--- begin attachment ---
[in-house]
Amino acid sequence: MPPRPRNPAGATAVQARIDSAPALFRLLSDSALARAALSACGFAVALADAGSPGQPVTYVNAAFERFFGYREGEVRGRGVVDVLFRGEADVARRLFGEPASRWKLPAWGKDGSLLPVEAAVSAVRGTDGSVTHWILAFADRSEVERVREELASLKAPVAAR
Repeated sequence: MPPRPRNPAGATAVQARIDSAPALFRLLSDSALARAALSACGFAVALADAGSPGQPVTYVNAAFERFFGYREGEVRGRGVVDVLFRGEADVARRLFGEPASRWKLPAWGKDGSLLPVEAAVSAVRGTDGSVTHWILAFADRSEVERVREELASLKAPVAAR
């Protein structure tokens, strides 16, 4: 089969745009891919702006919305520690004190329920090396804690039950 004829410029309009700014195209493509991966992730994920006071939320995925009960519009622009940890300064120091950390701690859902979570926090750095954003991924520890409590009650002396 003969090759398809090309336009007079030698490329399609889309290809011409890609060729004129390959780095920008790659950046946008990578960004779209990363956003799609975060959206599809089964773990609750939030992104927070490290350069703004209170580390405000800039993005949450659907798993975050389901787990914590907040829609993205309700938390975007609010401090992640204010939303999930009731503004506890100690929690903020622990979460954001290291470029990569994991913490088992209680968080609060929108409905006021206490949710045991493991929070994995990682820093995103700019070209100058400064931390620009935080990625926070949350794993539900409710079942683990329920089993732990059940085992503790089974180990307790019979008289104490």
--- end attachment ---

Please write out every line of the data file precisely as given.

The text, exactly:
[in-house]
Amino acid sequence: MPPRPRNPAGATAVQARIDSAPALFRLLSDSALARAALSACGFAVALADAGSPGQPVTYVNAAFERFFGYREGEVRGRGVVDVLFRGEADVARRLFGEPASRWKLPAWGKDGSLLPVEAAVSAVRGTDGSVTHWILAFADRSEVERVREELASLKAPVAAR
Repeated sequence: MPPRPRNPAGATAVQARIDSAPALFRLLSDSALARAALSACGFAVALADAGSPGQPVTYVNAAFERFFGYREGEVRGRGVVDVLFRGEADVARRLFGEPASRWKLPAWGKDGSLLPVEAAVSAVRGTDGSVTHWILAFADRSEVERVREELASLKAPVAAR
């Protein structure tokens, strides 16, 4: 089969745009891919702006919305520690004190329920090396804690039950 004829410029309009700014195209493509991966992730994920006071939320995925009960519009622009940890300064120091950390701690859902979570926090750095954003991924520890409590009650002396 003969090759398809090309336009007079030698490329399609889309290809011409890609060729004129390959780095920008790659950046946008990578960004779209990363956003799609975060959206599809089964773990609750939030992104927070490290350069703004209170580390405000800039993005949450659907798993975050389901787990914590907040829609993205309700938390975007609010401090992640204010939303999930009731503004506890100690929690903020622990979460954001290291470029990569994991913490088992209680968080609060929108409905006021206490949710045991493991929070994995990682820093995103700019070209100058400064931390620009935080990625926070949350794993539900409710079942683990329920089993732990059940085992503790089974180990307790019979008289104490």